Now I have been in the high school almost two years. I have some students for almost all of that time, and, of course, with the influx of new students that have populated my classroom, it is a mixed and diverse classroom.
I still remember my first day there:
I entered the room as they did, but as they took their seats, I moved to the front of the room. I was their teacher, and they were my new students. Twenty-five sets of eyes stared at me, some quite angrily, some confused, some with no observable emotion, just curious what this small blond woman was going to say to them.
I was worried, already forgetting my introduction, and somewhat confused, too. So many students, so many expectations, and reality was beginning to focus my thoughts: OMG, (Oh My God), what could I say to them? The first words I said would imprint and would mark my new beginning. What was an elementary school teacher doing here, at this time, in this place? It was almost November. I wasn’t their first teacher this year. They have experienced so many changes and here I represented yet another one.
When I was transferred, my world started to spin into upheaval and turmoil. I had been teaching English as a Second Language for years and, but not here at the high school. Administration made a mistake. I wasn’t a high school teacher. But here I stood. How would I meet the challenge? And the more I learned about my students, the more my world changed. There were so many students with untold stories, horror, and shock at their reality.
Over a year has passed: Now my world is more focused. Each student is an individual with an individual purpose, a past that is similar, shared, and yet individual, and yet distinct. Some smile now, when there was none; some laugh when before there was only silence. Some hope, when there was previously only despair and loneliness. We share a recent past; we share some history; we share a new future.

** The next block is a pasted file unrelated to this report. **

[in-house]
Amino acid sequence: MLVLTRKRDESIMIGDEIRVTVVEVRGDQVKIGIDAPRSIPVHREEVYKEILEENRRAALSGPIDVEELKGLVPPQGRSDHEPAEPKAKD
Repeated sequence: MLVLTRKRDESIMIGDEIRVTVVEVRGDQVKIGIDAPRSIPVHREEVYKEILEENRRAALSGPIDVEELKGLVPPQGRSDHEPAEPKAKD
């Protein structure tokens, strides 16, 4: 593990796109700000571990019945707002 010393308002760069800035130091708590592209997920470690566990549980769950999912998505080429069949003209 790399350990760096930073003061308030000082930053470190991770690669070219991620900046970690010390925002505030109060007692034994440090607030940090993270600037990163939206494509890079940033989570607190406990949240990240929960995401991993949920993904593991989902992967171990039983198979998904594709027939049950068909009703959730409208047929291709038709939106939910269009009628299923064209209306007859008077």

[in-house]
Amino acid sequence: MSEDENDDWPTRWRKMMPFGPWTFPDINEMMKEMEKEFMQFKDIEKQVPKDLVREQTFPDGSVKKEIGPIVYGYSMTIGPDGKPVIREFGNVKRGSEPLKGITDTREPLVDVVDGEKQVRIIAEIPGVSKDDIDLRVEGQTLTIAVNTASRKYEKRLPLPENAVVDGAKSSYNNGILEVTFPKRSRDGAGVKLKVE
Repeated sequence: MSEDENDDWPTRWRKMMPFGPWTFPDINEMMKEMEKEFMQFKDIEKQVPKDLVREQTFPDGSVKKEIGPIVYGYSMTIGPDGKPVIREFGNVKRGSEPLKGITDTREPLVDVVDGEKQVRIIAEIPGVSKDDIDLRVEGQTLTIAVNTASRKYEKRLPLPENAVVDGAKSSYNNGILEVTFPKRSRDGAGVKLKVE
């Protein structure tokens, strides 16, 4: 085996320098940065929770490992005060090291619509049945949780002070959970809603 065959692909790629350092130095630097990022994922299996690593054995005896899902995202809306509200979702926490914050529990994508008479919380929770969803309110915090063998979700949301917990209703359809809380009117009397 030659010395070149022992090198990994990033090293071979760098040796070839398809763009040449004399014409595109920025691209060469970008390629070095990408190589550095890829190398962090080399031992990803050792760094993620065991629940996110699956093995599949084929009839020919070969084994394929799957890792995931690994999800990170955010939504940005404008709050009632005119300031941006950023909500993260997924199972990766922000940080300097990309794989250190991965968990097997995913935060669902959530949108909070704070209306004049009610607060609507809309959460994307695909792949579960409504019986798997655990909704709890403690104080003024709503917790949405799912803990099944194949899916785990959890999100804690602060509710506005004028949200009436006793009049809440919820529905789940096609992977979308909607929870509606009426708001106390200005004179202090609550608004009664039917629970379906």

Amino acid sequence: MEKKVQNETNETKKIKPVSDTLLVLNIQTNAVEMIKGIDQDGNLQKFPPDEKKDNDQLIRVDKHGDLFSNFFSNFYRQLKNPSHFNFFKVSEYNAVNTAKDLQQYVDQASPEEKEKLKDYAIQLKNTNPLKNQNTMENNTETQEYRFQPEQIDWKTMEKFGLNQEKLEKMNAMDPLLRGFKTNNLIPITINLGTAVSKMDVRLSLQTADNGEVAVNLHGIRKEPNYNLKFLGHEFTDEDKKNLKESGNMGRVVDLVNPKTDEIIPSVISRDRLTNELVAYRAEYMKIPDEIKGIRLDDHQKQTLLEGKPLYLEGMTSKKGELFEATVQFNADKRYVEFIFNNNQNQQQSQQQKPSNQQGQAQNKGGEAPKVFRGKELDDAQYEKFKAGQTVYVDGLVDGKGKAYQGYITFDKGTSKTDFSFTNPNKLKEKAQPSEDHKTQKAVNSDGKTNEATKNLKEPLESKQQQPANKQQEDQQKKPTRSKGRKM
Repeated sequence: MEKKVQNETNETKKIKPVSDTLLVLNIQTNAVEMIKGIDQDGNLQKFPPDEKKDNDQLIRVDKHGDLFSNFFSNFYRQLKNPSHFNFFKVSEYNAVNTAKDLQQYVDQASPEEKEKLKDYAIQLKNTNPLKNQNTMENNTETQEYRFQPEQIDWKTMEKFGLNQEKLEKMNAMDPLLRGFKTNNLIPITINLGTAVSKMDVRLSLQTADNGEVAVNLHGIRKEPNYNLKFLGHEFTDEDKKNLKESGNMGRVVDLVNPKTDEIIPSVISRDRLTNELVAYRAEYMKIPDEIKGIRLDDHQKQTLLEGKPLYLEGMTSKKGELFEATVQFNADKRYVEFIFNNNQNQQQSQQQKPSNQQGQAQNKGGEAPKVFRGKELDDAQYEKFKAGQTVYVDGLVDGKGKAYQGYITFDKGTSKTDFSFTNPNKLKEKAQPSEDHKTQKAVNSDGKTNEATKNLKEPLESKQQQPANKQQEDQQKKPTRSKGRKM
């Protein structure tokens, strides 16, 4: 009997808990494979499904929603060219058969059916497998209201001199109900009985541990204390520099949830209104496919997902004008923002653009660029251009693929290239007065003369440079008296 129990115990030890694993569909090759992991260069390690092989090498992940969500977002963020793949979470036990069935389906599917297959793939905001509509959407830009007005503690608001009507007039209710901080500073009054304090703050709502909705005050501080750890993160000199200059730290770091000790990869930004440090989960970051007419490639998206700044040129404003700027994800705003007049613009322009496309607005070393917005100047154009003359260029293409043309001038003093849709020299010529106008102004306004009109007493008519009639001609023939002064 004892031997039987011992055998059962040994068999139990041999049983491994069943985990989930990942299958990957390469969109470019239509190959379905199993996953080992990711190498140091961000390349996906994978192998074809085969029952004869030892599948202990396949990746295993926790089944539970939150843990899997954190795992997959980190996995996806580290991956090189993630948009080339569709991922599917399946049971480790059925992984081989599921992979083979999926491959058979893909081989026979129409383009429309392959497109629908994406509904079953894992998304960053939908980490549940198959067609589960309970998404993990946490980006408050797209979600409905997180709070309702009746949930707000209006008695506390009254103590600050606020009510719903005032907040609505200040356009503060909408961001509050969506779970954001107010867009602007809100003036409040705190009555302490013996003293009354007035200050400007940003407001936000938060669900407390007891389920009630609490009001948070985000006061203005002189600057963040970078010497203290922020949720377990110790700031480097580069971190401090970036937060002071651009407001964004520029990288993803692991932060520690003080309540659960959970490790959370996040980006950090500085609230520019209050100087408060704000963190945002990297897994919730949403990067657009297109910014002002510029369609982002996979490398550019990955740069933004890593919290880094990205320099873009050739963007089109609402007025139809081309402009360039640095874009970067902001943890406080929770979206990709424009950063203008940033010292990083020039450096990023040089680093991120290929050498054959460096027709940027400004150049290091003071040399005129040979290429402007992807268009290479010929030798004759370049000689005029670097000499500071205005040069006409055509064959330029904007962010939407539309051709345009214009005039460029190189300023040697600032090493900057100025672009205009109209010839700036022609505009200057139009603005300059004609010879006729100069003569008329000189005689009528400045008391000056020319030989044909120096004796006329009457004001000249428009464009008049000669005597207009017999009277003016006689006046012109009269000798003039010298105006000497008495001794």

Those that are not in my classes visit me and we reminisce. They ask me if I am going to be their teacher next year; I hesitate and I tell them I will be teaching the first two levels. I feel like their anchor, their first entrance into the educational world in which they felt isolated in a group of others, unable to grasp the newness of it all. While their world split apart in their home life, and their emotional stability and basis of all they know was blown apart, they strove to understand their new world. I was experiencing it with them.
Some were successful and I laughed with them as they told me they joined the tennis team, or the soccer team. Some went to Prom; some expressed goals and wanted to continue in college.
Some were rooted in reality; some were not. Sadly, some dropped out. One student handed me his papers to sign as he expressed his inability to continue. He owed money to the people that brought him to this country and the collection of the rest of it was imminent. He had to work full time. I grasped his hand and wished him luck. He was a sweet boy who had no dreams any more. He worked, and he slept a dreamless sleep.